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Assignments include these short "wiki" modules, 3 take home exams, and 1 large research project, which is done in teams.  The research project is an NIH-style grant, which is a proposal of a NEW idea, not found in literature.  The grant also includes the option of generating preliminary data in the lab, so all students must be lab safety trained by UMass EHS. <br>
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Classes are currently T/Th from 4-5:15p, but this is subject to change.
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[[ChemEng590B | Course Website]]
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== Journal Clubs ==
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Prof. Peyton leads a journal club each semester.  Please contact her directly for details about joining in either of these 1 credit journal clubs.<br>
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'''Cell Mechanotransduction'''<br>
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Fridays, 10-11am, Fall Semester Only<br>
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'''Stem Cells and Cancer'''<br>
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Tuesdays, 10-11am, Spring Semester Only<br>

Revision as of 09:47, 28 December 2012

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ChemEng 220: Chemical Engineering Principles of Biological Systems

Every fall, I teach ChE 220, an introduction to cell and molecular biology and bioengineering course. This class is required for Chemical Engineering sophomores, and is a Biological Sciences GenEd.

In 290B, we cover critical basic topics in Biology that all Chemical Engineers should know, such as:

  • Principles of DNA-RNA-protein trascription and translation
  • How amino acid sequences within proteins dictate their physical folding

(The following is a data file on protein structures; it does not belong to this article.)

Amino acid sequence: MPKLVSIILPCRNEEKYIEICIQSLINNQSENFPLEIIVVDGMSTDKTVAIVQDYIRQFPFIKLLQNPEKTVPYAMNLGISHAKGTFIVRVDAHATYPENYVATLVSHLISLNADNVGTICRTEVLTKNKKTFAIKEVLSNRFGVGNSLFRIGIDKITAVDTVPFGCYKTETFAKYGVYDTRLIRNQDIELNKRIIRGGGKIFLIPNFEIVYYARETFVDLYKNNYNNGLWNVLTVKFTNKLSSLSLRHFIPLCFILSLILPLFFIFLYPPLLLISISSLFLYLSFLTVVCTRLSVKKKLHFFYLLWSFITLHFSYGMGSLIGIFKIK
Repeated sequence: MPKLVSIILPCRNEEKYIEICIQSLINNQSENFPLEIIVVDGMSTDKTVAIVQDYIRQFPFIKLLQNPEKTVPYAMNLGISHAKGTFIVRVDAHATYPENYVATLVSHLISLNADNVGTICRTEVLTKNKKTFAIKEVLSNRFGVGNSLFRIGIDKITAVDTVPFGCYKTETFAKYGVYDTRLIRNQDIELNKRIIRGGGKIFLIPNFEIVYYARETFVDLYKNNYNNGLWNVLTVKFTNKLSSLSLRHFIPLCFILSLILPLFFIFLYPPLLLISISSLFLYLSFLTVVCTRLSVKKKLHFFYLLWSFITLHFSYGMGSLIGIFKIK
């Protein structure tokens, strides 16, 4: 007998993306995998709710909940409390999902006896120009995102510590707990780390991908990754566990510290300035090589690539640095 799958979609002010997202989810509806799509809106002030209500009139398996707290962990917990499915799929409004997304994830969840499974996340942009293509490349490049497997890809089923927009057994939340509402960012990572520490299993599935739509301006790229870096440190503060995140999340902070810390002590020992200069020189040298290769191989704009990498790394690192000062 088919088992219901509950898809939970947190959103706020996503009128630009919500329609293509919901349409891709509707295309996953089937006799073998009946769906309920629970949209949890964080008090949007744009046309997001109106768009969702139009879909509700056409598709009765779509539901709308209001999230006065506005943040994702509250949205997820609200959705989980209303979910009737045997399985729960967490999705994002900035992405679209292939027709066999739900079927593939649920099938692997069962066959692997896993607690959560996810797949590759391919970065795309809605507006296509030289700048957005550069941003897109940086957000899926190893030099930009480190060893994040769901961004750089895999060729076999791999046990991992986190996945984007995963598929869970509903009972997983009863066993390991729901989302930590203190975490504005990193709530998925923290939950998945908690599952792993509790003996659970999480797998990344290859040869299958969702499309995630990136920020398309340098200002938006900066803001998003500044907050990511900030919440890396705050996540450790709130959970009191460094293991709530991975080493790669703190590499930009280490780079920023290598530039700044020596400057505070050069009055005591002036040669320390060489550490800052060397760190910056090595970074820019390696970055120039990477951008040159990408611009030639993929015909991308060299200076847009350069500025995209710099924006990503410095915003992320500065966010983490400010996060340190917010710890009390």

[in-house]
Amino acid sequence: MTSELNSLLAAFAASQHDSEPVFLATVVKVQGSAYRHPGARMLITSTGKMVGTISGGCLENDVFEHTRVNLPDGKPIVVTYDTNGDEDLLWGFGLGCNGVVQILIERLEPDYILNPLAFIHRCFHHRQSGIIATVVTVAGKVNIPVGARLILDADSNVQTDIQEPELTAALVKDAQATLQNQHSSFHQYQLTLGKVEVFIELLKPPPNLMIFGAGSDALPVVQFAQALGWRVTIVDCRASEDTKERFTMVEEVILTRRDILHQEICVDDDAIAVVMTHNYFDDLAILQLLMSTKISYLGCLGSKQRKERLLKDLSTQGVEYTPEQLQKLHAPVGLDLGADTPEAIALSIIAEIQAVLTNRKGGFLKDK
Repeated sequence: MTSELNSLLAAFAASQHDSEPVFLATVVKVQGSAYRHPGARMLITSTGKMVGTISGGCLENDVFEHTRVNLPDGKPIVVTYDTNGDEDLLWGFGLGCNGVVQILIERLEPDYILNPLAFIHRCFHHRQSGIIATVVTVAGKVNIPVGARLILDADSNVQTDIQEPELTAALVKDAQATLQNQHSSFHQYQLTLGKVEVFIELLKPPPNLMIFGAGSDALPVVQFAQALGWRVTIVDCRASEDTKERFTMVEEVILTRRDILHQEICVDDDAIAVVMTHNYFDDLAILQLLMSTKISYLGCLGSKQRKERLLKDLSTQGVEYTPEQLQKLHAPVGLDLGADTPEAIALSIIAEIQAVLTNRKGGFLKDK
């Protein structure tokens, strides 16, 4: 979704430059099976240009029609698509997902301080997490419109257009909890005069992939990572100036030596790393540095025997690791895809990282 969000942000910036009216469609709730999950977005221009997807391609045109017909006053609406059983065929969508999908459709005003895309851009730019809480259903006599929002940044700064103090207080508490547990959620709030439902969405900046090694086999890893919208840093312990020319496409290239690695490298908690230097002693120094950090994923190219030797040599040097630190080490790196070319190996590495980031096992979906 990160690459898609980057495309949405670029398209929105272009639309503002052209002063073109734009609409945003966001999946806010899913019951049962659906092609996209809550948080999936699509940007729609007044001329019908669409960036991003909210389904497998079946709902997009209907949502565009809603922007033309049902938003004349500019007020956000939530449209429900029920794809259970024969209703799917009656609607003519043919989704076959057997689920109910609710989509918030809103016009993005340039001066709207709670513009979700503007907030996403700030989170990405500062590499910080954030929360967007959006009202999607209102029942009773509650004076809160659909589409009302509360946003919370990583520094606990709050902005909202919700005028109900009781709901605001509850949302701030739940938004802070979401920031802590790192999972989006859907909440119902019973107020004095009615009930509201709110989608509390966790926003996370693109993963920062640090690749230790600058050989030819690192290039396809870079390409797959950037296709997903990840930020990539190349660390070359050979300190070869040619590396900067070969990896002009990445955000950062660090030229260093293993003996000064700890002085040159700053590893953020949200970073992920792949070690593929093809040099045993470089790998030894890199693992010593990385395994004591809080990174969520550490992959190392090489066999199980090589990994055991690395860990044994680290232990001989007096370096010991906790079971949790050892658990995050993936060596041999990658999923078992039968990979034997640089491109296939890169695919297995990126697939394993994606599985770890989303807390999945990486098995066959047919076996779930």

• What the extracellular matrix is, and how it supports cells and tissues in your body
  • How cells integrate extracellular signals to adhere to tissue or migrate


Most importantly, all of these biological topics are covered within the context of core Chemical Engineering quantitative methods. Students are introduced to:
  • Diffusion
  • Thermodynamics
  • Kinetics


Class assignments include homeworks (about 6 per semester), short quizzes to cover biology reading, 3 total exams, and a small research project at the end of the class. In the research project, students have a team, and learn how to find and scrutinize current bioengineering literature, and present a recent, exciting technology to the class.

Classes are T/Th from 9:30-10:45a, room TBA for fall 2012. Course website can be found on Moodle.

ChemEng 590B: Tissue Engineering

This graduate and undergraduate co-listed class covers the newest technologies in engineering replacement tissues, discuss how cells interact with, create, and remodel the extracellular matrix in vivo, how the matrix can feedback and regulate cell behavior, and how engineers can use this information to direct cell behavior with materials systems both in vitro and in vivo.

Lectures are 50% from myself, and 50% from students. Each student researches a single tissue engineering device, technology, or high-profile researcher. They post a summary of the topic as a webpage, using Openwetware and Wikis, as well as give a brief (15min) presentation to the class. This student-driven research in Tissue Engineering will eventually form the bases of a student-developed online resource for the global community.
Assignments include these short "wiki" modules, 3 take home exams, and 1 large research project, which is done in teams. The research project is an NIH-style grant, which is a proposal of a NEW idea, not found in literature. The grant also includes the option of generating preliminary data in the lab, so all students must be lab safety trained by UMass EHS.
Classes are currently T/Th from 4-5:15p, but this is subject to change.

Course Website

Journal Clubs

Prof. Peyton leads a journal club each semester. Please contact her directly for details about joining in either of these 1 credit journal clubs.
Cell Mechanotransduction
Fridays, 10-11am, Fall Semester Only

Stem Cells and Cancer

Tuesdays, 10-11am, Spring Semester Only